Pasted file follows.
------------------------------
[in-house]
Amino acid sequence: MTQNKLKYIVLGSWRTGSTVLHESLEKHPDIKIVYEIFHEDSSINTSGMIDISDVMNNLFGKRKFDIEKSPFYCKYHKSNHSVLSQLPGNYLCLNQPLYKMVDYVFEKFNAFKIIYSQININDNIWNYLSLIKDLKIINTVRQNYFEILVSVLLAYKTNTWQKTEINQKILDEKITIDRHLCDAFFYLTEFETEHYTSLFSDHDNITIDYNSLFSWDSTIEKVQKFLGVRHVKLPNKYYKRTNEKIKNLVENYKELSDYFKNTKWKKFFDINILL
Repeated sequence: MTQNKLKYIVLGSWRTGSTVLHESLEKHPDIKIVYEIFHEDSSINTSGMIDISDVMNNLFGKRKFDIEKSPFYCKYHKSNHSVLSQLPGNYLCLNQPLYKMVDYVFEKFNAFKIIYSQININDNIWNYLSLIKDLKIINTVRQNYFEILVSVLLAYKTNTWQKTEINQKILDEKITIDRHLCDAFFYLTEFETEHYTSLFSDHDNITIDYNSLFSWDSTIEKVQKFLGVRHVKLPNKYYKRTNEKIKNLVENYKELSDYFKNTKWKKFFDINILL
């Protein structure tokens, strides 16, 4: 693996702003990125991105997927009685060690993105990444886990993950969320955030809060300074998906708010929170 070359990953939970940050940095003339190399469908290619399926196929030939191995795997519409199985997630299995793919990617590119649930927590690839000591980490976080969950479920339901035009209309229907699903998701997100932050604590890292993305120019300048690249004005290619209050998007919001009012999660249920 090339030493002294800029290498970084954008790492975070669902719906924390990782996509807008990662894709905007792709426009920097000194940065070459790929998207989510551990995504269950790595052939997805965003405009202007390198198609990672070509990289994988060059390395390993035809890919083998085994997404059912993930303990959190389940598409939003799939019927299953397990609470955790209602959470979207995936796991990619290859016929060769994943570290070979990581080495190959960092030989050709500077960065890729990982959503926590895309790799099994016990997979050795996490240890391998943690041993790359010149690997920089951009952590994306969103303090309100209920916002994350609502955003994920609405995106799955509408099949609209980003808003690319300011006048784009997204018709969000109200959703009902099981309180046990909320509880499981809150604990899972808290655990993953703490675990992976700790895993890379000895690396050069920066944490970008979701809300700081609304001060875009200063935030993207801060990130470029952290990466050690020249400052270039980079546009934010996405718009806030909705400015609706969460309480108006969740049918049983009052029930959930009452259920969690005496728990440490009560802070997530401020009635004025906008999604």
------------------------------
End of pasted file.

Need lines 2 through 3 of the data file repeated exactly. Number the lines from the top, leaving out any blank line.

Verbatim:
Amino acid sequence: MTQNKLKYIVLGSWRTGSTVLHESLEKHPDIKIVYEIFHEDSSINTSGMIDISDVMNNLFGKRKFDIEKSPFYCKYHKSNHSVLSQLPGNYLCLNQPLYKMVDYVFEKFNAFKIIYSQININDNIWNYLSLIKDLKIINTVRQNYFEILVSVLLAYKTNTWQKTEINQKILDEKITIDRHLCDAFFYLTEFETEHYTSLFSDHDNITIDYNSLFSWDSTIEKVQKFLGVRHVKLPNKYYKRTNEKIKNLVENYKELSDYFKNTKWKKFFDINILL
Repeated sequence: MTQNKLKYIVLGSWRTGSTVLHESLEKHPDIKIVYEIFHEDSSINTSGMIDISDVMNNLFGKRKFDIEKSPFYCKYHKSNHSVLSQLPGNYLCLNQPLYKMVDYVFEKFNAFKIIYSQININDNIWNYLSLIKDLKIINTVRQNYFEILVSVLLAYKTNTWQKTEINQKILDEKITIDRHLCDAFFYLTEFETEHYTSLFSDHDNITIDYNSLFSWDSTIEKVQKFLGVRHVKLPNKYYKRTNEKIKNLVENYKELSDYFKNTKWKKFFDINILL